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GOLDLAWR, INC. v. SHUBERT

June 8, 1967

Goldlawr, Inc.
v.
Jacob J. Shubert et al.


Kraft, J.


The opinion of the court was delivered by: KRAFT

After a decade *fn1" of collateral proceedings, and virtually on the eve of trial, the defendants have moved for summary judgment in these antitrust actions, in which plaintiff charges the defendants with violations of §§ 1 and 2 of the Sherman Act *fn2" for the period 1933-1960 and claims damages allegedly suffered from 1950 to 1960.

 For the sole and limited purpose of deciding these motions, the defendants admit that they have engaged in a combination in restraint of trade in the booking and presentation of legitimate theatre attractions throughout the United States and in the presentation of legitimate attractions in Philadelphia, Baltimore, Boston, Chicago, Cincinnati, Detroit, Los Angeles, New York, Pittsburgh and Washington, D.C.

 
" WHEREAS the party of the first part controls the booking and playing of first - class theatrical attractions throughout the United States and Canada, and
 
WHEREAS the party of the second part is desirous of securing the presentation of the attractions thus controlled by the party of the first part and is desirous of arranging with the party of the first part for the production of such and other plays at the said [name of theatre] in the city of [name of city].
 
. . . the party of the second part hereby retains and engages the services of the party of the first part for a period commencing on the day of . . ., for the exclusive booking of legitimate attractions during the term of this agreement at the said . . . theatre in the city aforementioned, and the said party hereby irrevocably appoints the party of the first part the sole and exclusive booking agent of the . . . theatre in the city of . . . ." (Vol. I p. 163 of Plaintiff's Pre-Trial Memorandum)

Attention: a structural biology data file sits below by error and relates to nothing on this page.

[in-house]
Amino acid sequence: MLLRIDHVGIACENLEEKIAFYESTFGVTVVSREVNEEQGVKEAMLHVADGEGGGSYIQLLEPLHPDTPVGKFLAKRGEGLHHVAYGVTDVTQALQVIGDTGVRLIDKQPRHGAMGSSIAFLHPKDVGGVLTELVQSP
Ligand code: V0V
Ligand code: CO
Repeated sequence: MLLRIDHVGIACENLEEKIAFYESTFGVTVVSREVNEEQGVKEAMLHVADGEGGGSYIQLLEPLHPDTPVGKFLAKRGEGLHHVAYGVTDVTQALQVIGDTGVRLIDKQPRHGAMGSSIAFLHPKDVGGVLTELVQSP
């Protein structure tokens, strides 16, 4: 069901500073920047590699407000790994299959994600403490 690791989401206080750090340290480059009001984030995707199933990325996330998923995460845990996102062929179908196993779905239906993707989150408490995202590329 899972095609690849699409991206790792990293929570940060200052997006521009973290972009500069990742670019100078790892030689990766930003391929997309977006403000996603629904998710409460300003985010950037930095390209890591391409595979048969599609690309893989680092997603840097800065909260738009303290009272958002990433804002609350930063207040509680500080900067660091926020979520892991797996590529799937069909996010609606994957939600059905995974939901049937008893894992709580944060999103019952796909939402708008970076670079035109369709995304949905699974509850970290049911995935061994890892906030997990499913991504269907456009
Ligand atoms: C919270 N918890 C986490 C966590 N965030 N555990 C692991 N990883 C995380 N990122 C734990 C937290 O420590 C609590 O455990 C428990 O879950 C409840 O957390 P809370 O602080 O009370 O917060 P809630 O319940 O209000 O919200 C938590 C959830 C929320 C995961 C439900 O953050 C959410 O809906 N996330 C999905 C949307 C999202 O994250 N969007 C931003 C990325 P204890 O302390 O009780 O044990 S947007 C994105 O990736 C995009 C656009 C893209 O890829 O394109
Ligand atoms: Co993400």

By reason of such agreements the defendants stultified all competition by non-affiliated theatre operators, who were unable to secure legitimate attractions from the defendants. It gave the defendants as well a coercive power over the affiliated theatres, since the contract did not restrict U.B.O. from booking other theatres in the geographical area where the affiliated theatre was located.

 The defendants' coercion was not limited to operators of theatres alone. It was extended to producers, who were compelled to book their shows through U.B.O. In occasional instances in which an independent producer of a recognized "smash hit" undertook to compete with the defendants' monopoly, his challenge was defeated. When the producers of Life With Father and the Merry Widow attempted to arrange independent tours for their productions, their efforts failed because of the pressure exerted by the defendants on theatre operators with whom the producers negotiated. Eventually, the producer of Life With Father capitulated to the Shuberts' position of strength and agreed to book his show through U.B.O. on September 1, 1942. (Vol. I Plaintiff's Pre-Trial Memorandum p. 143).

 The Merry Widow, in 1944, arranged a booking in Detroit, Michigan only to find itself in competition with a Shubert-produced Merry Widow which had been deliberately booked there one week before the run of the established hit. Confusion reigned. Theatregoers frequently presented tickets at the wrong theatre, unaware that the Merry Widow was playing, competitively and concurrently, at two theatres. Thereafter, the producers of the " hit show" were unable, on a 12 week road tour, to book their attraction into a single Shubert affiliated theatre. (Vol. I Plaintiff's Pre-Trial Memorandum p. 147).

 The defendants urge that, assuming the truth of the plaintiff's allegations for the purposes of the present motion - the plaintiff is not entitled to damages, because it was in pari delicto with the defendants and participated in the violations of §§ 1 and 2 of the Sherman Act. Crest Auto Supplies, Inc. v. Ero Manufacturing Company, 360 F.2d 896 (7 Cir. 1966).

 The defendants claim to be entitled to judgment as a matter of law, asserting that the plaintiff corporation was formed in 1950 by William Goldman (Goldman) and Lawrence Shubert Lawrence, pursuant to an agreement among Goldman and the defendants in violation of the Sherman Act §§ 1 and 2 in which the parties agreed:

 
"(a) That plaintiff and defendants would allocate and divide among themselves the legitimate attractions to be presented in Philadelphia."
 
"(b) That the defendants would exercise their alleged monopoly power to compel producers whose attractions had been allocated to plaintiff to present their attractions at plaintiff's theatre."
 
"(c) That the defendants would not compete with plaintiff in the solicitation of producers whose legitimate attractions had been ...

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